When most people think of skills required in parenting, being quick is often one of them. Quick to notice, quick to assume, quick to catch ’em before they fall. Quick to find out that they’re lying, hiding secrets, or off causing mischief. Quick to rush them straight to the doctor for every sniffle & sneeze. Quick to chastise & look down upon other parents. Even quick to dole out punishments for & quick to label a kid who must not be developing right because they didn’t hit milestones the exact day they turned a specific age. Everything is quick, quick, quick, go, go, go, never slowing down to see what happens on it’s own or sitting back to enjoy the ride.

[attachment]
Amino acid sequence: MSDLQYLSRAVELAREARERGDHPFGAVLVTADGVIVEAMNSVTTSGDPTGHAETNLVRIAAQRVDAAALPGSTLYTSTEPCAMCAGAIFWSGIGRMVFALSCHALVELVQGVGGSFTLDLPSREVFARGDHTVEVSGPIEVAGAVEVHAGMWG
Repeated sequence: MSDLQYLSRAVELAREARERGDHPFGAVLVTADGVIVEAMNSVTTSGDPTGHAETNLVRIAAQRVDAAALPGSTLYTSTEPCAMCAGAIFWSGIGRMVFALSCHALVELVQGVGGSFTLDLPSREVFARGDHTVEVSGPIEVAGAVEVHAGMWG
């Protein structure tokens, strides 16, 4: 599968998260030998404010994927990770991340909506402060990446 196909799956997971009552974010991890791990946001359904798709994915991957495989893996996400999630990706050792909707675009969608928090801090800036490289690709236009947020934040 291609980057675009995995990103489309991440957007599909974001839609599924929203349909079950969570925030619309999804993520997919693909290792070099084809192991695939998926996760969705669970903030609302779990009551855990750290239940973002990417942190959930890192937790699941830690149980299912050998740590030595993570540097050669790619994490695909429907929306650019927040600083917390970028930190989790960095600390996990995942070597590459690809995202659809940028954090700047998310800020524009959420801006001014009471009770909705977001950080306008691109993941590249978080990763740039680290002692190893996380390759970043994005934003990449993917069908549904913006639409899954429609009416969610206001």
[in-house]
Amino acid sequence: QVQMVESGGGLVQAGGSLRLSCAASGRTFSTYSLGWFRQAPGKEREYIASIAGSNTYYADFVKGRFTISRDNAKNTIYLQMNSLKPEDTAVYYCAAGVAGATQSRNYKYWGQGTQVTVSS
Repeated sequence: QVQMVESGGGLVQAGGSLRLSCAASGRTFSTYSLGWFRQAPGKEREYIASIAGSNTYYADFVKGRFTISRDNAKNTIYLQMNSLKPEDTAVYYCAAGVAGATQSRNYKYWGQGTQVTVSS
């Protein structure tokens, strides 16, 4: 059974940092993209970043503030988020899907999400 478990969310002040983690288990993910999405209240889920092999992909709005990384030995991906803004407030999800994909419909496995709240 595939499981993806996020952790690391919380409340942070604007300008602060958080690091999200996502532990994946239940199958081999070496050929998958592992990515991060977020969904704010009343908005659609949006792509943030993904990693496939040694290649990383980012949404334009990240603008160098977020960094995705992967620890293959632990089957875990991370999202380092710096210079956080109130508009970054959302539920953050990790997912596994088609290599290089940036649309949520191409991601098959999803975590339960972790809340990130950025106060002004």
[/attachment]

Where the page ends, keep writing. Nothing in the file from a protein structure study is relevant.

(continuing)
Something in me changed when I had my fourth baby. Maybe it’s because of all the personal changes & growth I had been through the year before conceiving her that carried over into my pregnancy with her before it all settled down. Those moments where I thought I wouldn’t even be able to mother the three kids I already had, plus all the crap I had piled onto my plate, must’ve awoken something I didn’t know I had inside me when I found out I was having another baby. That change in perspective grew along as that unexpected child began to grow inside my tummy. I fought my way back from the brink of giving up to a renewed love of life & desire to be the best parent to my children I could possibly be in whatever circumstances my journey would put me through. In these defining moments of my life, I found an urgency to slow down & let whatever be, be.